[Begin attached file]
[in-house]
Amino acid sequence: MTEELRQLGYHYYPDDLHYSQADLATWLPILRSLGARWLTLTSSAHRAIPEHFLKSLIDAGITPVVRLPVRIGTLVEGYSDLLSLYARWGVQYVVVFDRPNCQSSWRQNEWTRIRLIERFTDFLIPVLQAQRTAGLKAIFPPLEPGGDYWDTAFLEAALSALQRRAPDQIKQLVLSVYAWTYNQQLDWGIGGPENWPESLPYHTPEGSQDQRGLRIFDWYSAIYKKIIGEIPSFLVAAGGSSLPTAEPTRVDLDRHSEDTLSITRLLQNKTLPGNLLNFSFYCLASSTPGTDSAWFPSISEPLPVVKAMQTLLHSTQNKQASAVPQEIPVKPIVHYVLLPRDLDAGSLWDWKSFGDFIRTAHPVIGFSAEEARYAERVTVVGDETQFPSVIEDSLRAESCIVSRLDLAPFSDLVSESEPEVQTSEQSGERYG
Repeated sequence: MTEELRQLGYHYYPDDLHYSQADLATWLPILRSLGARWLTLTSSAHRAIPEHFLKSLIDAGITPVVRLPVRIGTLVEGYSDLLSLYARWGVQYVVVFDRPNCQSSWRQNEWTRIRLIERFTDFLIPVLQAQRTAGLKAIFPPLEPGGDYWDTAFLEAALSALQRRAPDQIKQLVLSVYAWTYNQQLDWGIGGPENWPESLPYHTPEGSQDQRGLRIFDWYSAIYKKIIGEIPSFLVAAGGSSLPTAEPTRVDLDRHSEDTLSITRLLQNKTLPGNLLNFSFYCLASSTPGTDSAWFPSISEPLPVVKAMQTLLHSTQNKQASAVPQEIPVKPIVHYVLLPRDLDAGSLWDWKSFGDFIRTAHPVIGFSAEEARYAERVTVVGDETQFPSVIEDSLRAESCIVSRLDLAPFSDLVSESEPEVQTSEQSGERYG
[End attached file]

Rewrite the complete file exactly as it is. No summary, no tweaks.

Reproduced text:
[in-house]
Amino acid sequence: MTEELRQLGYHYYPDDLHYSQADLATWLPILRSLGARWLTLTSSAHRAIPEHFLKSLIDAGITPVVRLPVRIGTLVEGYSDLLSLYARWGVQYVVVFDRPNCQSSWRQNEWTRIRLIERFTDFLIPVLQAQRTAGLKAIFPPLEPGGDYWDTAFLEAALSALQRRAPDQIKQLVLSVYAWTYNQQLDWGIGGPENWPESLPYHTPEGSQDQRGLRIFDWYSAIYKKIIGEIPSFLVAAGGSSLPTAEPTRVDLDRHSEDTLSITRLLQNKTLPGNLLNFSFYCLASSTPGTDSAWFPSISEPLPVVKAMQTLLHSTQNKQASAVPQEIPVKPIVHYVLLPRDLDAGSLWDWKSFGDFIRTAHPVIGFSAEEARYAERVTVVGDETQFPSVIEDSLRAESCIVSRLDLAPFSDLVSESEPEVQTSEQSGERYG
Repeated sequence: MTEELRQLGYHYYPDDLHYSQADLATWLPILRSLGARWLTLTSSAHRAIPEHFLKSLIDAGITPVVRLPVRIGTLVEGYSDLLSLYARWGVQYVVVFDRPNCQSSWRQNEWTRIRLIERFTDFLIPVLQAQRTAGLKAIFPPLEPGGDYWDTAFLEAALSALQRRAPDQIKQLVLSVYAWTYNQQLDWGIGGPENWPESLPYHTPEGSQDQRGLRIFDWYSAIYKKIIGEIPSFLVAAGGSSLPTAEPTRVDLDRHSEDTLSITRLLQNKTLPGNLLNFSFYCLASSTPGTDSAWFPSISEPLPVVKAMQTLLHSTQNKQASAVPQEIPVKPIVHYVLLPRDLDAGSLWDWKSFGDFIRTAHPVIGFSAEEARYAERVTVVGDETQFPSVIEDSLRAESCIVSRLDLAPFSDLVSESEPEVQTSEQSGERYG